ep-4yy13 DSP – week 2

new composition tools

from various artists

tools that make tools


ep-4yy13 DSP – week 1

Digital Signal Processing, theory and composition

Spring 2014

teacher: Tom Zicarelli – http://tomzicarelli.com

You can reach me at:  tzicarelli@berklee.edu 

Office hours: Wednesday 2:30-3:30 PM, at the EPD office #401 at 161 Mass Ave. Please email or call ahead.

Assignments and class notes will be posted to this blog: http://reactivemusic.net before or after the class. Search for: ep-4yy13 to find the notes

Examples, software, links, and references demonstrated in class are available for you to use. If there is something missing from the notes,  please ask about it. This is your textbook.


The focus will be on composition – and sparking your imagination. Composition plus science fiction. After you take the course, you will have composed several new pieces. You might design a musical instrument. You will have opportunities to solve problems.  You will become familiar with how artists use DSP to compose music and to build musical instruments. You will be exposed to to a world of possibilities – which you may embrace or reject.

In particular we will compose, by improvising, using tools that transform signals and movement. For example, generative music.

We will explore a range of topics in DSP, and have opportunities to use them in projects. Most applications of DSP involve one or more of the following actions using signals:

  • analysis
  • measurement
  • transformation

For example, statistics is a form of analysis.

Topics: (subject to change)

  1. Future music tools
  2. Improvisation
  3. Signals: the time domain – granular synthesis
  4. Signals: the frequency domain – convolution
  5. Problem solving, prototyping, portfolios
  6. How to get ideas
  7. Sensors
  8. Demodulation and reversibility
  9. Artists
  10. Voices
  11. Music from data – sonification, Internet API’s
  12. Statistics
  13. Radio waves and ultrasound
  14. Visualization


Grades will be based on compositions, several small assignments, and class participation. Please see Dr. B’s EP-4yy13 syllabus for details. I encourage and will give credit for: collaboration with other students, outside projects, performances, independent projects, and anything else that will encourage your growth and success.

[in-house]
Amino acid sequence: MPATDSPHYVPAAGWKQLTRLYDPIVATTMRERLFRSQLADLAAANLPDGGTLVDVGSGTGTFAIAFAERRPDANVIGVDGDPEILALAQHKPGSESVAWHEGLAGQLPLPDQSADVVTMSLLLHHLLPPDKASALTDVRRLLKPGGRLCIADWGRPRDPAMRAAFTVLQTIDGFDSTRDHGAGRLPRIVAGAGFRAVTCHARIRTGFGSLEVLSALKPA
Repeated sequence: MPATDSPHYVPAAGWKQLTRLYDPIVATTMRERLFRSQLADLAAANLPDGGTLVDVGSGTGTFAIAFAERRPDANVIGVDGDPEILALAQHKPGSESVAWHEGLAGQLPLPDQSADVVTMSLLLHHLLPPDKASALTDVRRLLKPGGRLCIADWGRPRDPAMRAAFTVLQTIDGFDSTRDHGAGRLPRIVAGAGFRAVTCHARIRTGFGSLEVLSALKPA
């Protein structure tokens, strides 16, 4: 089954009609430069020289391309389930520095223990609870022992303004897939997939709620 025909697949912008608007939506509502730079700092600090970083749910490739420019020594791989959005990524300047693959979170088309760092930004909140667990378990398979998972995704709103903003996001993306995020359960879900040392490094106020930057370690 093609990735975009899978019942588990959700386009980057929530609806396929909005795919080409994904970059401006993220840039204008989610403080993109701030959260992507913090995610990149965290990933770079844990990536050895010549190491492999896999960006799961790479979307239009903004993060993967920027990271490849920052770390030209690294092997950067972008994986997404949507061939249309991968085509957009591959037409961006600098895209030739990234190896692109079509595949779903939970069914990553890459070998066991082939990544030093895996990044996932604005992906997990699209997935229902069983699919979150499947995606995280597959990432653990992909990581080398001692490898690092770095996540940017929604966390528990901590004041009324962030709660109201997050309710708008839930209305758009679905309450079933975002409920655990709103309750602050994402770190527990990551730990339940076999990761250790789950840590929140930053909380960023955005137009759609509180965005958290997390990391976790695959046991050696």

Go to the future. Make music. Bring it back to the present.

It should be a very short piece or an excerpt. Less than two minutes. It can be a remix of a song that you believe represents a future direction in music. Near future or distant future – your choice. Use any tools to create the music. The result: an audio file (mp3) or a link to audio or video on the Internet, or a live performance in class

Due: in 2 weeks.

Programming Electronic Music in Pd

By Johannes Kreidler.

An amazing resource for Pd programming, with downloadable examples.



Pd was initiated by American software engineer Miller Puckette, who previous co-developed the well known and similarly structured software Max/Msp. Pd is not commercial software; i.e., it was not developed by a corporation and is not for sale. Instead, it is “open source”: its source code is not the (patented) property of a corporation, but is rather freely available to all. One drawback to this is that a detailed operating manual for users who lack programming experience has not existed until now. In contrast to a corporation— which has a monetary interest in ensuring that first-time users can easily operate new software—the open source movement lacks such a driving force to make itself accessible. This book is an attempt to fill that gap.

This tutorial is designed for self-study, principally for composers. It begins with explanations of basic programming and acoustic principles then gradually builds up to the most advanced electronic music processing techniques. The book’s teaching approach is focused primarily on hearing, which we consider a faster and more enjoyable way to absorb new concepts than through abstract formulas.

The patches described are available for download.